In this study, latent heat fluxes have been retrieved using brightness temperature measurements by the TRMM satellite for 1998 and 1999. The available ground measurements are from the NOAA Environmental Technology Laboratory (ETL) research ships. They are from cruise measurements for the projects such as the Joint Air-Sea Monsoon Interaction Experiment (JASMINE), the Nauru 99 (NAURU99), the Kwajalein Experiment (KWAJEX), the Pan-AMerican Climate Study (PACSF99), and the buoy service in the North Pacific (MOORINGS). The five cruises provided three latent heat estimates: direct covariance (COV), inertial-dissipation (ID) methods, and the bulk algorithm (BULK) using ship measured meteorological variables.
The TRMM Microwave Imager (TMI) pixels were collocated with each of the ship measurements to be within 10 minutes and 20 km. Each ship measurement has 1 to 20 matched TMI pixels. These matched pixels were run through the COARE algorithm of Fairall et al (1996), using satellite estimated meteorological parameters such as surface temperature, humidity, and wind speed, to calculate the latent heat flux. The mean values of these parameters were compared to the ship measurements. The bias (rms) errors of these meteorological parameters are 0.31 (1.69) m/s for wind speed, -0.36 (1.28)K for sea surface temperature, -0.04 (1.35) K for surface air temperature, and 0.50 (1.49)g/kg for air specific humilities.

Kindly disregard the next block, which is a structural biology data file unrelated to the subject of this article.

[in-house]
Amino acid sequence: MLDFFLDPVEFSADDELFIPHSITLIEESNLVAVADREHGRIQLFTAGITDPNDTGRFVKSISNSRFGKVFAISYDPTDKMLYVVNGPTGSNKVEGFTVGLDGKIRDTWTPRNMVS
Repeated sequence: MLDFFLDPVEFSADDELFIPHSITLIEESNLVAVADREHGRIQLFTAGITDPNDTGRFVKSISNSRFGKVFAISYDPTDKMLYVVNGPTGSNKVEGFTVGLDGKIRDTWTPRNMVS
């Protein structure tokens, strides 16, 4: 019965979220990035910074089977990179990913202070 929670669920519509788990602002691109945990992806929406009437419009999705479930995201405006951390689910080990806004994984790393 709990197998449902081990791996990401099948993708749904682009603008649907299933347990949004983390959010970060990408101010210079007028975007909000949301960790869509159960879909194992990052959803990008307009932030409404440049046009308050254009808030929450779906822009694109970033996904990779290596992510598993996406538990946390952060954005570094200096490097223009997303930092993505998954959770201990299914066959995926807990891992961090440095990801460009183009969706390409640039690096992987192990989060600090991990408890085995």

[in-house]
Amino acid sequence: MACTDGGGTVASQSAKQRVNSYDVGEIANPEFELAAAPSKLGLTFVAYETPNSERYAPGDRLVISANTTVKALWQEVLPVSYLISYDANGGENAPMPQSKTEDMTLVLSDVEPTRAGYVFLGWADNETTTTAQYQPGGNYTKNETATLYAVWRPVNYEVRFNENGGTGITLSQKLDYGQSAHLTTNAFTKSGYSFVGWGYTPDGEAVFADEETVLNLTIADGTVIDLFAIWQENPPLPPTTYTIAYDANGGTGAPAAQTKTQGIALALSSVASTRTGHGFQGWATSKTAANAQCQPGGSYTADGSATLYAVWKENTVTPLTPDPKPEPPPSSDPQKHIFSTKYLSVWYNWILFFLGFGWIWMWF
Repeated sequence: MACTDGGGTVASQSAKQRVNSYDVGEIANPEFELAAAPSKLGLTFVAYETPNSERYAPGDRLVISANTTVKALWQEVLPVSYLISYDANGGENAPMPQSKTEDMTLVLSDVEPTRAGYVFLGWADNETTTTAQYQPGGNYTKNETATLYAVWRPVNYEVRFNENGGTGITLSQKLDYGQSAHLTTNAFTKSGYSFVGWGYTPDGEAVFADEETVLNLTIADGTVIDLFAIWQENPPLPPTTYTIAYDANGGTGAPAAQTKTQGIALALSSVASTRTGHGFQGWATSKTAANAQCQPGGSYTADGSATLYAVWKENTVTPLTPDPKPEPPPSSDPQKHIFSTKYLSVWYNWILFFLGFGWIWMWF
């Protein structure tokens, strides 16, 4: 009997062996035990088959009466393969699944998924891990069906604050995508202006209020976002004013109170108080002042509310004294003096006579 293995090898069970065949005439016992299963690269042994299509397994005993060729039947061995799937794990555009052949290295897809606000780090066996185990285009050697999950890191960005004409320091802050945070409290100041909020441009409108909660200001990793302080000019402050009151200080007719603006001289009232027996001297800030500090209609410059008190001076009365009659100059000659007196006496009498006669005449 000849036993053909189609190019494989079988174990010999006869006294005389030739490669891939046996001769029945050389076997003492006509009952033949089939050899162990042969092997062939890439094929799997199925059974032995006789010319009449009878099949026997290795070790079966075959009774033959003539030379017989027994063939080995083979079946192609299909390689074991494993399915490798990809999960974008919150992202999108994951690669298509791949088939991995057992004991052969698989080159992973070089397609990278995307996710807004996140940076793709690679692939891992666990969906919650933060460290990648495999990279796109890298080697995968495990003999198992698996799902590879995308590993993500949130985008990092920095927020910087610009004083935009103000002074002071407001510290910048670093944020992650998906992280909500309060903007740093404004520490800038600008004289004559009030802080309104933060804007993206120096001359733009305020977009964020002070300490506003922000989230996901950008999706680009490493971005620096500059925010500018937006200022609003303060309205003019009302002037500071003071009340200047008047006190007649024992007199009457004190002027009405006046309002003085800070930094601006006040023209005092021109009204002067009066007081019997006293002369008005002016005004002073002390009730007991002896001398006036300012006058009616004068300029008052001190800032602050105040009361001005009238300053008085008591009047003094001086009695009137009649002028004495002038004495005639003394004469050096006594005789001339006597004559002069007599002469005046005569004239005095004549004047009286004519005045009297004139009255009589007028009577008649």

The satellite calculated latent heat fluxes have bias (rms) of -9.74 (37.08) W/m**2 when compared to the ship BULK results. They are 1.53 (54.30) W/m**2 and 0.27 (50.0) W/m**2 when compared to the ship COV and ID results. This is very promising because the bias (rms) are 8.21 (38.9) W/m**2 and 10.0 (43.6) W/m**2 between BULK and COV, and between BULK and ID. The correlation coefficients between satellite estimated fluxes and surface BULK, COV, and ID are 0.56, 0.30, and.0.43, respectively. The main error sources in satellite flux retrievals are the uncertainties in air humidity and wind speed. The ship motion, flow distortion, and the contaminating effects of marine environment in the ship measurements produce major uncertainties in the in-situ flux estimates. Despite all these obstacles, the satellite measurements provide reasonable accuracy with global coverage.